Can God Be Too Good? Part 1 by Monte Wolverton
Join Editor Monte Wolverton and Greg Albrecht on an eight-part mini-series journey through one of the most hotly debated, fascinating topics within our christian faith. Here is part 1 of “Can God Be Too Good?”
…And I pray that you, being rooted and established in love, may have power, together with all the Lord’s holy people, to grasp how wide and long and high and deep is the love of Christ, and to know this love that surpasses knowledge—that you may be filled to the measure of all the fullness of God.—Ephesians 3:17-19
Can We Hope That All Will Be Saved?
Sam Thompson sat on a concrete bench, staring at his father’s tombstone. “Where are you, Dad?” asked Sam aloud. “I don’t know how to think of you. When you passed on, what did you pass on to?”
Sam’s dad, Ed Thompson, had lived in the same house for nearly 60 years. Together, he and his wife had raised three kids—all of them now middle-aged. When Ed died, he had nine grandkids, four great grandkids and one on the way. His wife, Ellie, had passed away fourteen years ago. Ed missed her horribly, but between his family, his old business cronies and taking care of the house, he kept busy. He seemed healthy for a guy in his 80s. Then two weeks ago, he just fell asleep, sitting in his swing on the porch. He had a pretty good life—for an atheist.
His wife took the kids to church with her every Sunday. But Ed had never been remotely interested. He never talked about it—he had his private reasons for not believing in God. Ed’s kids speculated that there had been a bad experience with a church or a minister. No one knew for sure.
As Ed’s kids left home they went their separate theological ways. Ed’s oldest, Barbara, had become an ardent church goer. She had worked on her dad for years, hoping to get him to “say the Sinner’s Prayer” and to accept Jesus. But Ed wouldn’t budge. Barbara was devastated when he died. She was certain she would never see her father again, and she shuddered to think about him suffering in the blazing fires of hell.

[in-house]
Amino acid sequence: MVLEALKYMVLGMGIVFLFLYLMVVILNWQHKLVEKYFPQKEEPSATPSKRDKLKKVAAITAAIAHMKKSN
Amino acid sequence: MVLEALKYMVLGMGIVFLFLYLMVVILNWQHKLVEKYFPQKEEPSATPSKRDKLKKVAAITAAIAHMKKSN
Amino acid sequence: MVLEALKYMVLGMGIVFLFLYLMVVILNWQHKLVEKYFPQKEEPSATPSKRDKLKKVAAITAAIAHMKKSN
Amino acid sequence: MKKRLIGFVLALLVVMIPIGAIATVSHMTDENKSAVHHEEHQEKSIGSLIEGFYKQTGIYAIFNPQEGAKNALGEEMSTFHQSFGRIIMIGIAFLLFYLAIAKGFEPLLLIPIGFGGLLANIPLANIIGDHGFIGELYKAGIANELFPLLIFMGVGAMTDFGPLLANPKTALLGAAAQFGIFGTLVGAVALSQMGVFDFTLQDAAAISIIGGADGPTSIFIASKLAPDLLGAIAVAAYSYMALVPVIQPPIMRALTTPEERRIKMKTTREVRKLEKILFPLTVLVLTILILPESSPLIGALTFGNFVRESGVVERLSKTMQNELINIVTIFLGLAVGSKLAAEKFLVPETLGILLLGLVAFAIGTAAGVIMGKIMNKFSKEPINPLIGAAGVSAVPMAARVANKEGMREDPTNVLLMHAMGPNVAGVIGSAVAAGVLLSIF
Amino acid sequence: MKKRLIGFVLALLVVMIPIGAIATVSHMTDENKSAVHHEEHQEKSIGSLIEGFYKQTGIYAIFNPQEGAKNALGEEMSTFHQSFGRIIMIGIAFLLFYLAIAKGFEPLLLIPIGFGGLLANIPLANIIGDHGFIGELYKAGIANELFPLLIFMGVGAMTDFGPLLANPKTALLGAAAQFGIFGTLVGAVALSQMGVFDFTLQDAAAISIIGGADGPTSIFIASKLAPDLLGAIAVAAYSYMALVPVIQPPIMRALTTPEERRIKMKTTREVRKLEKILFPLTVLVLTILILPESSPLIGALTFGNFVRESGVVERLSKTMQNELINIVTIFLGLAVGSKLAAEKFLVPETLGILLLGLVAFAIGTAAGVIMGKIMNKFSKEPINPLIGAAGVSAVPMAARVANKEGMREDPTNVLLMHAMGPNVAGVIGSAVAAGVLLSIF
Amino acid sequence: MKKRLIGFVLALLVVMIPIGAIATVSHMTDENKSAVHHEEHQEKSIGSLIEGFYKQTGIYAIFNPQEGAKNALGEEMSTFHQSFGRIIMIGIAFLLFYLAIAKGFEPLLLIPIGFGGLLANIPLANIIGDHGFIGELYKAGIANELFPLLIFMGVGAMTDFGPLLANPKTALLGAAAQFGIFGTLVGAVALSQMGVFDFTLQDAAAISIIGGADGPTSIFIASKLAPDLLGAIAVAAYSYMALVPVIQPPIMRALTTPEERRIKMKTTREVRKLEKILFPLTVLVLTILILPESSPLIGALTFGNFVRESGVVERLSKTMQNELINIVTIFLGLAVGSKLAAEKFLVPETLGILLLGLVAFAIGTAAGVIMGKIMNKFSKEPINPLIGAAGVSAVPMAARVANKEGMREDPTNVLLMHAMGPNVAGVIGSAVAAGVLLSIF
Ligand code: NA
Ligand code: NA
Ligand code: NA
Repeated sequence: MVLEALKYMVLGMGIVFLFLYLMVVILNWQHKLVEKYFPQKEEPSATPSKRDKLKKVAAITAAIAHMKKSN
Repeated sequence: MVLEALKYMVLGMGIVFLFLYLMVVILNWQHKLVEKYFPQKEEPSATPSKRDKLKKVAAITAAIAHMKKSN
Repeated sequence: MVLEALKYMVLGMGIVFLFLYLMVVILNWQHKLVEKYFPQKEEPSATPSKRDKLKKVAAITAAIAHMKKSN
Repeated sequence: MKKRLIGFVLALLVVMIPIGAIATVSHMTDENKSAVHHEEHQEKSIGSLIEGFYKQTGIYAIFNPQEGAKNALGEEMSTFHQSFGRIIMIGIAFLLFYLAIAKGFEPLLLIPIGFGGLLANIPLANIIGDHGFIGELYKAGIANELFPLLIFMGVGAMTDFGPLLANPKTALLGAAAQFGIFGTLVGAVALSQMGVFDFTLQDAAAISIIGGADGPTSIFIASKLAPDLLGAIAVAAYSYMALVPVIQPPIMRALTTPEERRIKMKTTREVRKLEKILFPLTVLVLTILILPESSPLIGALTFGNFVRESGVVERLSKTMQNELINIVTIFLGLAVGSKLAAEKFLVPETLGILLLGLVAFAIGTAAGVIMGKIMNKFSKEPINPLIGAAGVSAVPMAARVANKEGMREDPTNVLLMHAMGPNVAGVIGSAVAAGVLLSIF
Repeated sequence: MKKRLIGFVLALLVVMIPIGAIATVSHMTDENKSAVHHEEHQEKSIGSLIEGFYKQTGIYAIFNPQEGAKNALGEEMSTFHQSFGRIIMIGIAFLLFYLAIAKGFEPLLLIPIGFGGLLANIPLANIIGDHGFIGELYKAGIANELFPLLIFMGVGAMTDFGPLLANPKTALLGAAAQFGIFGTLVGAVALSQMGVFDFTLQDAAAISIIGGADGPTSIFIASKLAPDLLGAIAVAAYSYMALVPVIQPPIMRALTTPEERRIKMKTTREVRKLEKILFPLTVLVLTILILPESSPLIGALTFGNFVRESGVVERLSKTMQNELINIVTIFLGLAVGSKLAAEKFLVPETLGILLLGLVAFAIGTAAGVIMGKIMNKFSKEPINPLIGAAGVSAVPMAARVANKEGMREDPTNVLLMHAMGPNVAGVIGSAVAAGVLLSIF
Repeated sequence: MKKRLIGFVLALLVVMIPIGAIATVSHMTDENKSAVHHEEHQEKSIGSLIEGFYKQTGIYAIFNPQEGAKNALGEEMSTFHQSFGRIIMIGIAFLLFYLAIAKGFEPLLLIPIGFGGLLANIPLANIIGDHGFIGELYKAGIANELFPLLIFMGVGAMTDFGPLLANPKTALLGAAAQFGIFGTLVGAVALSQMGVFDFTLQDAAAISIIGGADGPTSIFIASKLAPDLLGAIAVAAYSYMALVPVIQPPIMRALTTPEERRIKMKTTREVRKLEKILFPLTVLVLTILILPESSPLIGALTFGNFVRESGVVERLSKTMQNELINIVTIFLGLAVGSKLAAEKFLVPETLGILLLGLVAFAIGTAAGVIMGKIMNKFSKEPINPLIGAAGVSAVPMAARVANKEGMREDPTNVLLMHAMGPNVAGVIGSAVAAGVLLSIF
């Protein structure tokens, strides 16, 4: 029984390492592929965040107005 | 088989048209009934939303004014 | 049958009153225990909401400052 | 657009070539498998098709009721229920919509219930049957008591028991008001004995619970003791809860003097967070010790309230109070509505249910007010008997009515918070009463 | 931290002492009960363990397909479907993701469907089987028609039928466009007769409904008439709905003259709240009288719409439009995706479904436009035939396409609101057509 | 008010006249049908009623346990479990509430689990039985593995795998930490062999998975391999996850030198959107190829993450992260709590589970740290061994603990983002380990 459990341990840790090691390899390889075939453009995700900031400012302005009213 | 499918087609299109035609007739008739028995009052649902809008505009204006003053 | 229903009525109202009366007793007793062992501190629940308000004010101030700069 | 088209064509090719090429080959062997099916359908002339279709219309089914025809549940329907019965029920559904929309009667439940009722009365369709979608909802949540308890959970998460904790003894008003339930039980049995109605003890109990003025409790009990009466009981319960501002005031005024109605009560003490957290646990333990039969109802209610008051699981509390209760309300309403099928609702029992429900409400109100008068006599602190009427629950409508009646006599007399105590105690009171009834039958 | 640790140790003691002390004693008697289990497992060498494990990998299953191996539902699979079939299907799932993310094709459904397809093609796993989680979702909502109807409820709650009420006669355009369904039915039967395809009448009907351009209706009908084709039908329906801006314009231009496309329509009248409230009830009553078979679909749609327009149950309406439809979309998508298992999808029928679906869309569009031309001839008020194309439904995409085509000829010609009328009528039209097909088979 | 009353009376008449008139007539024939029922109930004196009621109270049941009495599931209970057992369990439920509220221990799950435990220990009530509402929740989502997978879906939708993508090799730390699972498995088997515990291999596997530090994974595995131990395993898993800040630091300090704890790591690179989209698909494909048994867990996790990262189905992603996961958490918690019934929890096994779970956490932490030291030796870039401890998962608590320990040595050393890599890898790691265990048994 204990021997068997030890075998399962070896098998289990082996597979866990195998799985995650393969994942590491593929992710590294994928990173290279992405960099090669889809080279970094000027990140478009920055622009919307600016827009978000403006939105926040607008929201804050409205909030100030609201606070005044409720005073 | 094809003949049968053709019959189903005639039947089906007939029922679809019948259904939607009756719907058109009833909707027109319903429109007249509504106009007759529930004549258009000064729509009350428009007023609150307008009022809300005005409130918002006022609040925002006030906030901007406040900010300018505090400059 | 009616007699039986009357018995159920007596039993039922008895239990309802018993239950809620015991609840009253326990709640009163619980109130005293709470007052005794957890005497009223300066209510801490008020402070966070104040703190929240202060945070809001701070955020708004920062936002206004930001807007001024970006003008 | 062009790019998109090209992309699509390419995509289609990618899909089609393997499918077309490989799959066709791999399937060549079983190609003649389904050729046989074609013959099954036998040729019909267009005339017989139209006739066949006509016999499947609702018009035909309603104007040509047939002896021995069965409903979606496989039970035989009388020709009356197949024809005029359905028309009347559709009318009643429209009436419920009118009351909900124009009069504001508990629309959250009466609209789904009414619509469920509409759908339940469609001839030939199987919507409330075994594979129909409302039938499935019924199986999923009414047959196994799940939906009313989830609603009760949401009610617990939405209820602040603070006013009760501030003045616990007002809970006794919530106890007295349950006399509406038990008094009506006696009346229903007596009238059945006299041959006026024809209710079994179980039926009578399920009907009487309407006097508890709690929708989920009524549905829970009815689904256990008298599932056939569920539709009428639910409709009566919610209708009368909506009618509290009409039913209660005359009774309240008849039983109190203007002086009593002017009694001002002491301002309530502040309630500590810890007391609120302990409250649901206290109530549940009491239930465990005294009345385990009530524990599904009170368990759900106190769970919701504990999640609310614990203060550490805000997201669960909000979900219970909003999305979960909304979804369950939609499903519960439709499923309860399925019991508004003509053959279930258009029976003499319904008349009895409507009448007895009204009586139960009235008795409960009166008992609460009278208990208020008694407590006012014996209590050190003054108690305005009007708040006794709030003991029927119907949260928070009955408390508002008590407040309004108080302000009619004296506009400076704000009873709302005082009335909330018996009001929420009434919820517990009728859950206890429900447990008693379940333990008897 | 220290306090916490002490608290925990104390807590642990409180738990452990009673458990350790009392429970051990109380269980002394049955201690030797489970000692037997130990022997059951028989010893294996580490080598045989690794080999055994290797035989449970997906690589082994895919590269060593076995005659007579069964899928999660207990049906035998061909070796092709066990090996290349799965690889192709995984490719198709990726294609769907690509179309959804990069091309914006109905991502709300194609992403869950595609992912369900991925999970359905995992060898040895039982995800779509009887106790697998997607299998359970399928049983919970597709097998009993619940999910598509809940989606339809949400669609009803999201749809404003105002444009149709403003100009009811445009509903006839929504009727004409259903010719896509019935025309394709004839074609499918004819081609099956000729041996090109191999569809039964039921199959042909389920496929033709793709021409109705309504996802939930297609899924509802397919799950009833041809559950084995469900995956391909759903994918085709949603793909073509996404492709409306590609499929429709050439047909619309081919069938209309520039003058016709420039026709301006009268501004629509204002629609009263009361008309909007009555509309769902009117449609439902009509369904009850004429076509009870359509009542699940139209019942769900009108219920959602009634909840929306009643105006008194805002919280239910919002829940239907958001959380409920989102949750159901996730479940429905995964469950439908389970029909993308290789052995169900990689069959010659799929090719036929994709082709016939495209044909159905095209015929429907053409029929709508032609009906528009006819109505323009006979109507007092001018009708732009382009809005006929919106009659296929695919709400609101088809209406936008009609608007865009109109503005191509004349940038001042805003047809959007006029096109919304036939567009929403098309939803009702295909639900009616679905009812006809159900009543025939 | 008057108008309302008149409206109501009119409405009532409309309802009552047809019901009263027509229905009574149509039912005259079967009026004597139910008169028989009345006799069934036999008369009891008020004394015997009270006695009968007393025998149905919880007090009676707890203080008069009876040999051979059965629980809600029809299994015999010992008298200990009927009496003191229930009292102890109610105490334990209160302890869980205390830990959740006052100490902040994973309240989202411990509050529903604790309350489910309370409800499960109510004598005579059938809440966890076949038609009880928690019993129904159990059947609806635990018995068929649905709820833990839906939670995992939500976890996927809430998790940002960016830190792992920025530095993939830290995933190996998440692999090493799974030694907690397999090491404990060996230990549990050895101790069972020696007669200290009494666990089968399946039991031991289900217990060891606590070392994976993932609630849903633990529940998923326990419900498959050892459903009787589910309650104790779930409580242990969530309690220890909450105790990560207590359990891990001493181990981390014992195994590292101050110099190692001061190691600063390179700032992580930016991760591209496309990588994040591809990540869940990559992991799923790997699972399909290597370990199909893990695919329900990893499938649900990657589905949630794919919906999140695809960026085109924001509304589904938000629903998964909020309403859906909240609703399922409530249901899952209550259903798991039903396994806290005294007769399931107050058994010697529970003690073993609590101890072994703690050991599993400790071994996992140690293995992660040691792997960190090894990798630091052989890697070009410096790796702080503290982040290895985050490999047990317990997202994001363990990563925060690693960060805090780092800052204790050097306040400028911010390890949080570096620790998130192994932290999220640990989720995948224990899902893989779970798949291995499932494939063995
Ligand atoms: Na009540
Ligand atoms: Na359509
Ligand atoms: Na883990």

At times Barbara was overwhelmed with guilt. If only she had tried harder—spent more time “witnessing” to her dad—set a better example. If only—but now it was too late. As far as Barbara was concerned, all hope for her father was lost.
Ed’s youngest, Mark, the “hippie” of the family, had no concerns whatsoever about his dad. In a vaguely New Age way, he believed that his dad, like everyone who died, went to a better place, regardless. Even “bad” people—they would all find some kind of peace in the afterlife. Sort of like that network TV show where the lady helps spirits of recently departed people pass into the light. As far as Mark was concerned, his dad had most certainly passed into the light.
Sam, the middle child and “moderate” Christian, didn’t know what to think about his dad, but he found his younger brother’s ideas about the afterlife
strangely attractive. Universalism, his sister had derisively called it —“nothing more than feel good wishful thinking!”
But Sam wasn’t sure. If God was infinitely loving and merciful, would he throw Sam’s dad into hell to fry forever just because he never understood Jesus? On the other hand, Sam couldn’t believe that everyone who ever
lived got a free ticket to heaven with no questions asked. Where did God draw the line?
If we had to pigeonhole the theology of Sam’s younger brother Mark, we might call it popular or pluralistic universalism. Mark has a lot of company. According to recent Barna surveys, 40% of respondents agree with the statement, “All people will experience the same outcome after death, regardless of their religious beliefs.”
That’s a good definition of pluralistic universalism. But there’s a big difference between pluralistic universalism and Christian universalism, as we’ll see. Watch for part 2 in the next few days.